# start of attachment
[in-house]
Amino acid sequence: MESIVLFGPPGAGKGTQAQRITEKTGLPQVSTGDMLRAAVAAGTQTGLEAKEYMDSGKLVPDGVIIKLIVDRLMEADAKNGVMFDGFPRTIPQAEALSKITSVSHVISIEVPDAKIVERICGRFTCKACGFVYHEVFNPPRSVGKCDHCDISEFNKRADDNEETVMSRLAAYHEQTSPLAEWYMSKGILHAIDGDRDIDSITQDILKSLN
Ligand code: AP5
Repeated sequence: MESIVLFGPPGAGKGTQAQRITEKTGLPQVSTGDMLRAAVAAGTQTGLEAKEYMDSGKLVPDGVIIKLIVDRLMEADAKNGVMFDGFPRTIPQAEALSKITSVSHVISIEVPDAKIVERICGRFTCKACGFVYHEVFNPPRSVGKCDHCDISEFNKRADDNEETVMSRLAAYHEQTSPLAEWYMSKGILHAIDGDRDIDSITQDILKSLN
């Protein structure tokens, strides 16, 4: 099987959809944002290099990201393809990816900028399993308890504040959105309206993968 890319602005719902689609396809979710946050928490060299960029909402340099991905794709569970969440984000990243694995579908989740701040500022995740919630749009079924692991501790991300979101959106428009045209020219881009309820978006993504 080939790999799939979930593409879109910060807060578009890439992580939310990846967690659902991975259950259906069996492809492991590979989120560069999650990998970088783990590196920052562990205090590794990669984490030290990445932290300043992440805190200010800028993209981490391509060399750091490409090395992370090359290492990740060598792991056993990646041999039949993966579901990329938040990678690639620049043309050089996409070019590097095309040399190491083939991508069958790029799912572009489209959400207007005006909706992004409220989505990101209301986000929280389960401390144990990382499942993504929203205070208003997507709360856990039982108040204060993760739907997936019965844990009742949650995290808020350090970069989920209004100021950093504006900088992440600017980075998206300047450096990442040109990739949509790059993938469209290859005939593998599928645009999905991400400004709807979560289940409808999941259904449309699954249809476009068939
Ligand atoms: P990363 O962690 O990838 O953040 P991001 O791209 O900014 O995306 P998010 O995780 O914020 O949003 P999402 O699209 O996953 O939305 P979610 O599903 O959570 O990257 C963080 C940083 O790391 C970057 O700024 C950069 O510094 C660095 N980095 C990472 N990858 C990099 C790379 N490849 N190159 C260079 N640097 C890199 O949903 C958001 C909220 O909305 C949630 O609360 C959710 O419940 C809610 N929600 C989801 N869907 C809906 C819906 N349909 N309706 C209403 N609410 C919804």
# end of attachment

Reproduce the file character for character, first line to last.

[in-house]
Amino acid sequence: MESIVLFGPPGAGKGTQAQRITEKTGLPQVSTGDMLRAAVAAGTQTGLEAKEYMDSGKLVPDGVIIKLIVDRLMEADAKNGVMFDGFPRTIPQAEALSKITSVSHVISIEVPDAKIVERICGRFTCKACGFVYHEVFNPPRSVGKCDHCDISEFNKRADDNEETVMSRLAAYHEQTSPLAEWYMSKGILHAIDGDRDIDSITQDILKSLN
Ligand code: AP5
Repeated sequence: MESIVLFGPPGAGKGTQAQRITEKTGLPQVSTGDMLRAAVAAGTQTGLEAKEYMDSGKLVPDGVIIKLIVDRLMEADAKNGVMFDGFPRTIPQAEALSKITSVSHVISIEVPDAKIVERICGRFTCKACGFVYHEVFNPPRSVGKCDHCDISEFNKRADDNEETVMSRLAAYHEQTSPLAEWYMSKGILHAIDGDRDIDSITQDILKSLN
């Protein structure tokens, strides 16, 4: 099987959809944002290099990201393809990816900028399993308890504040959105309206993968 890319602005719902689609396809979710946050928490060299960029909402340099991905794709569970969440984000990243694995579908989740701040500022995740919630749009079924692991501790991300979101959106428009045209020219881009309820978006993504 080939790999799939979930593409879109910060807060578009890439992580939310990846967690659902991975259950259906069996492809492991590979989120560069999650990998970088783990590196920052562990205090590794990669984490030290990445932290300043992440805190200010800028993209981490391509060399750091490409090395992370090359290492990740060598792991056993990646041999039949993966579901990329938040990678690639620049043309050089996409070019590097095309040399190491083939991508069958790029799912572009489209959400207007005006909706992004409220989505990101209301986000929280389960401390144990990382499942993504929203205070208003997507709360856990039982108040204060993760739907997936019965844990009742949650995290808020350090970069989920209004100021950093504006900088992440600017980075998206300047450096990442040109990739949509790059993938469209290859005939593998599928645009999905991400400004709807979560289940409808999941259904449309699954249809476009068939
Ligand atoms: P990363 O962690 O990838 O953040 P991001 O791209 O900014 O995306 P998010 O995780 O914020 O949003 P999402 O699209 O996953 O939305 P979610 O599903 O959570 O990257 C963080 C940083 O790391 C970057 O700024 C950069 O510094 C660095 N980095 C990472 N990858 C990099 C790379 N490849 N190159 C260079 N640097 C890199 O949903 C958001 C909220 O909305 C949630 O609360 C959710 O419940 C809610 N929600 C989801 N869907 C809906 C819906 N349909 N309706 C209403 N609410 C919804």